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Sexual Mixing Patterns and Partner Characteristics of Black MSM in Massachusetts at Increased Risk for HIV Infection and Transmission

August 18, 2009

In the current study, the researchers note that black men who have sex with men are at increased risk of HIV infection compared with other MSM. To explore possible reasons for this, the authors investigated sexual mixing patterns, partner characteristics and risk behaviors among black MSM.

Between January and July 2008, researchers enrolled 197 black MSM through modified respondent-driven sampling, and participants completed optional HIV screening, counseling and demographic, behavioral and psychosocial surveys. Bivariate and multivariable logistic regression procedures were used to examine predictors of risky sex across partner types.

Of the MSM, 18 percent were HIV-infected; 50 percent reported unprotected intercourse with men, 30 percent with women, and 5 percent with transgender partners. All reported oral or anal sex with another man in the previous 12 months, and 53 percent self-identified as bisexual or straight.

Significant predictors of having serodiscordant unprotected anal sex (UAS) at least once with a male partner in the previous 12 months were risk of social isolation (adjusted odds ratio [AOR]=4.23; p=0.03); unstable housing (AOR=4.19; p=0.03); and use of poppers at least weekly during sex (AOR=5.90; p=0.05).

Significant predictors of UAS and/or unprotected vaginal intercourse with a female partner include unstable housing (AOR=4.85; p=0.04); cocaine use at least weekly during sex (AOR=16.78; p=0.006); HIV infection (AOR=0.07; p=0.02); and feeling social norms favor condom use (AOR=0.60; p=0.05).

Predictors of UAS with most recent non-main male sex partner include use of alcohol and drugs during last sex (AOR=4.04; p=0.01); Hispanic/Latino male partner (AOR=2.71; p=0.04); or a black male (AOR=0.50; p=0.05) compared with a white male partner; and lower educational attainment (AOR=1.31; p=0.02).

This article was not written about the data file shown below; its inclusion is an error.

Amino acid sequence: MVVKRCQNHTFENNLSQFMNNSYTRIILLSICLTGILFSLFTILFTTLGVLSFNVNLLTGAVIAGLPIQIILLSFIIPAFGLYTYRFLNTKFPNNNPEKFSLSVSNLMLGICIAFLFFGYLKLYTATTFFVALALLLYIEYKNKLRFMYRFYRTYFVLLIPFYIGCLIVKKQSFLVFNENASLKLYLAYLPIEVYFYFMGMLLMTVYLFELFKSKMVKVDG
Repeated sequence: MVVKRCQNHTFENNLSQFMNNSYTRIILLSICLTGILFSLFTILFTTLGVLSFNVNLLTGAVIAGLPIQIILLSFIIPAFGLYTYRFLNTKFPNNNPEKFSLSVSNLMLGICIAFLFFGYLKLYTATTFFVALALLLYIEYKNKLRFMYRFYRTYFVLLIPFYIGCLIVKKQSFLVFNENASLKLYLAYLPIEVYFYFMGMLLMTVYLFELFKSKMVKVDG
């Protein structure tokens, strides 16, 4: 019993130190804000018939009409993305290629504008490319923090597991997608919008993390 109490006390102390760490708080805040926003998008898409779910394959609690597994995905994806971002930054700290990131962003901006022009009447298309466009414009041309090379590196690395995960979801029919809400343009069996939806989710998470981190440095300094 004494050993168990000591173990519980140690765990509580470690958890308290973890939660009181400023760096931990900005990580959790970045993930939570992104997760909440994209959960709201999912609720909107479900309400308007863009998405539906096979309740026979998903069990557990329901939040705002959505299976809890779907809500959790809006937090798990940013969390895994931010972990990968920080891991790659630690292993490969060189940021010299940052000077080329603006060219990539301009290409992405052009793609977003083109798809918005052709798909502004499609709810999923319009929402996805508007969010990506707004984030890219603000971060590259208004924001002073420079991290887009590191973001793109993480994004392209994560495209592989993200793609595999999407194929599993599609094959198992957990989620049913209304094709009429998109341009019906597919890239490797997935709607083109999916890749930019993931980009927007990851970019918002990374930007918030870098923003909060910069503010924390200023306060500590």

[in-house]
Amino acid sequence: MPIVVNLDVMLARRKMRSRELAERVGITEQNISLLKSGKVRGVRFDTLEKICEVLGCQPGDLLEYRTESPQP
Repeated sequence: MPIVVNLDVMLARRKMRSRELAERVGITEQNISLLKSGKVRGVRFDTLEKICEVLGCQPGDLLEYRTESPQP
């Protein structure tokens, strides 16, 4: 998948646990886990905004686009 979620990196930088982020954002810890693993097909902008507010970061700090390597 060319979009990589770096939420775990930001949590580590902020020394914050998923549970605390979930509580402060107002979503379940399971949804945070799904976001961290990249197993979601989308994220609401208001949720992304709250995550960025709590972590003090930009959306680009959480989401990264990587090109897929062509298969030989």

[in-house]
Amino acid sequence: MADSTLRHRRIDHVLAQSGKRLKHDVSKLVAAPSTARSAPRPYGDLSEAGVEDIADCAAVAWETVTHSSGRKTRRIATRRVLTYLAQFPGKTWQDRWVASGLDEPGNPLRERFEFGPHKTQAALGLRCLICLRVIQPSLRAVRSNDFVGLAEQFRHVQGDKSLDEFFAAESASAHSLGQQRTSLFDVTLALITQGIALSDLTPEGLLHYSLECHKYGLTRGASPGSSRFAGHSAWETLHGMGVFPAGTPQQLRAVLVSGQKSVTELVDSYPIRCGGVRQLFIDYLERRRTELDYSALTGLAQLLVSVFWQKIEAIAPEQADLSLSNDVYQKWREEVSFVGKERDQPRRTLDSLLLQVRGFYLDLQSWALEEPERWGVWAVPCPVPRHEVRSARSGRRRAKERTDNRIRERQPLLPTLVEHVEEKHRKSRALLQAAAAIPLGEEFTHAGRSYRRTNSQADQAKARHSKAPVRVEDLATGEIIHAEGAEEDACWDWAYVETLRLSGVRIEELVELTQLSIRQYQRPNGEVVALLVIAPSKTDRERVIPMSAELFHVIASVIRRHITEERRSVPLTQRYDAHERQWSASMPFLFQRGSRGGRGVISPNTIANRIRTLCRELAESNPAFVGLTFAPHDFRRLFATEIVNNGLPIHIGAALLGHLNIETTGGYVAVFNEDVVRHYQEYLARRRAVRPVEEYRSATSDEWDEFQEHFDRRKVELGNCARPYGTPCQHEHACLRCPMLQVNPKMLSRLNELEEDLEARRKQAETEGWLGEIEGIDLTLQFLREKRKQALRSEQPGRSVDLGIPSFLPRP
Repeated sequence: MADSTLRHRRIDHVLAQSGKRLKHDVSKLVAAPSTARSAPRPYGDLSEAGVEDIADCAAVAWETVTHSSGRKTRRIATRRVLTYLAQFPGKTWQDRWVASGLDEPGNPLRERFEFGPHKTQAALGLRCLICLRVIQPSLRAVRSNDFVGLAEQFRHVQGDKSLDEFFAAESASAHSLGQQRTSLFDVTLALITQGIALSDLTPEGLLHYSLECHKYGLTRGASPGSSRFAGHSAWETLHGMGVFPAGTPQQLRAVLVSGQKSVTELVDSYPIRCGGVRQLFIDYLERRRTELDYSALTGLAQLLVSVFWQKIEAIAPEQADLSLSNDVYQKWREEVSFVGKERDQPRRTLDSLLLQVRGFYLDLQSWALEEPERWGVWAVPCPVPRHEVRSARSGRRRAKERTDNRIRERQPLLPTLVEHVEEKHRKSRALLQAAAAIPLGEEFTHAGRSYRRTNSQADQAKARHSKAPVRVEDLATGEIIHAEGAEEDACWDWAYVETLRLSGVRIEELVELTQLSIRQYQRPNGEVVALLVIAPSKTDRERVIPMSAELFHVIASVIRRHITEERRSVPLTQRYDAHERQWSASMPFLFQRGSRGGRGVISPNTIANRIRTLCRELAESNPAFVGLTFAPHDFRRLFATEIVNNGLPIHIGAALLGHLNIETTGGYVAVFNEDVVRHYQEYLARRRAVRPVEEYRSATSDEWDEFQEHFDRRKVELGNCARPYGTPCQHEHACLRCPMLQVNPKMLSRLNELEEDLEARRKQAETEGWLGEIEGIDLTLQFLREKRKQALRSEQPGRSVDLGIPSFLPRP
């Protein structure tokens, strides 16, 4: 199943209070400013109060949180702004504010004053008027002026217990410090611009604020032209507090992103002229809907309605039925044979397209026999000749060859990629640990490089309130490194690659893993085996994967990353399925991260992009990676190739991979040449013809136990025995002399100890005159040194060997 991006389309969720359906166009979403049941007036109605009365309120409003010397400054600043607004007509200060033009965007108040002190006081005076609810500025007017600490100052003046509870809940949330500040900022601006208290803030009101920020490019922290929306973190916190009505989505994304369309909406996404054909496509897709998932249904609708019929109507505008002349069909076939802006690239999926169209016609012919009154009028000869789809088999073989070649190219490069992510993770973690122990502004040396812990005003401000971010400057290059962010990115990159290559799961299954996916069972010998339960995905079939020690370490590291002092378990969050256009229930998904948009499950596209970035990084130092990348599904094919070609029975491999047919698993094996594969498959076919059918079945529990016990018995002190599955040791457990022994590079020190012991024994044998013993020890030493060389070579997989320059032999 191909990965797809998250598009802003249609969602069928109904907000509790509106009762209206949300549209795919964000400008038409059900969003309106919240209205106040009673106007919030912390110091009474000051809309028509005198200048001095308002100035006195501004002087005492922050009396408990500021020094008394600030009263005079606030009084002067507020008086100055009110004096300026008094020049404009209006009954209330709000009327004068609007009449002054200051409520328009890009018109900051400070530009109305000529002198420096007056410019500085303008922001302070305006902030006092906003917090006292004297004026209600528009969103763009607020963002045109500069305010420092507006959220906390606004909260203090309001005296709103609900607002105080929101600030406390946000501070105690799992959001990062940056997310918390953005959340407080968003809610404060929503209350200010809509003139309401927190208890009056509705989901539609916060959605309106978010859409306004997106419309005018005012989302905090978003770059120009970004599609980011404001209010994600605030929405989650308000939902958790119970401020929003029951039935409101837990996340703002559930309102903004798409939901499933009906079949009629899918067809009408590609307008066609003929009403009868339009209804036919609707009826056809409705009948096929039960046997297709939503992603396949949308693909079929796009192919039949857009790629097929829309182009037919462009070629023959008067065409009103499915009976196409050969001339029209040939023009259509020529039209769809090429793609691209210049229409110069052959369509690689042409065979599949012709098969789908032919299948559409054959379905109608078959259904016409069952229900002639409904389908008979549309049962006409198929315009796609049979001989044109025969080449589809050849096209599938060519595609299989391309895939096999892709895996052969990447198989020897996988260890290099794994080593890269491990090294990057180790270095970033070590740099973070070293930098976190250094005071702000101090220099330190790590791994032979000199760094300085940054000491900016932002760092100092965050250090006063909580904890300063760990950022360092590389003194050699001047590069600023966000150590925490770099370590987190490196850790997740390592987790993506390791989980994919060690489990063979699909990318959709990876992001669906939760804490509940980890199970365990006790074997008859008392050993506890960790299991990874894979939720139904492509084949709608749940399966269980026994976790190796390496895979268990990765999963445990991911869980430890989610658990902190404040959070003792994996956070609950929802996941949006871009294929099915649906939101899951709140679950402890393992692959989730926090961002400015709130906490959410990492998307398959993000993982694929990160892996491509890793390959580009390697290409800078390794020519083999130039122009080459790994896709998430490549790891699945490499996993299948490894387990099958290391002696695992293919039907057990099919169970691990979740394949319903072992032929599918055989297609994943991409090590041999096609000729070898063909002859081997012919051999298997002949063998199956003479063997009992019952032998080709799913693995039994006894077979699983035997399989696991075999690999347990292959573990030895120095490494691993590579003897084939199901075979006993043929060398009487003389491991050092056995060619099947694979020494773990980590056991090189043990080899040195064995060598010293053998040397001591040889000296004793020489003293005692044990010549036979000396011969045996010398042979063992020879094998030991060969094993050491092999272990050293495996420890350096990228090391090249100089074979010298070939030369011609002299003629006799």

These findings "suggest that sexual risk behaviors of black MSM differ across partner type and by the characteristics of their sexual networks and that this subpopulation of MSM are at high risk for HIV acquisition and transmission," concluded the study authors. "Effective prevention strategies need to address the distinct sexual and behavioral risk patterns presented by different sexual partnerships reported by black MSM."

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Adapted from:
Journal of Urban Health
07.2009; Vol. 86; No. 4: P. 602-623; Matthew J. Mimiaga; Sari L. Reisner; Kevin Cranston; Deborah Isenberg; Donna Bright; Gary Daffin; Sean Bland; Maura A. Driscoll; Rodney VanDerwarker; Benny Vega; Kenneth H. Mayer

This article was provided by CDC National Prevention Information Network. It is a part of the publication CDC HIV/Hepatitis/STD/TB Prevention News Update.


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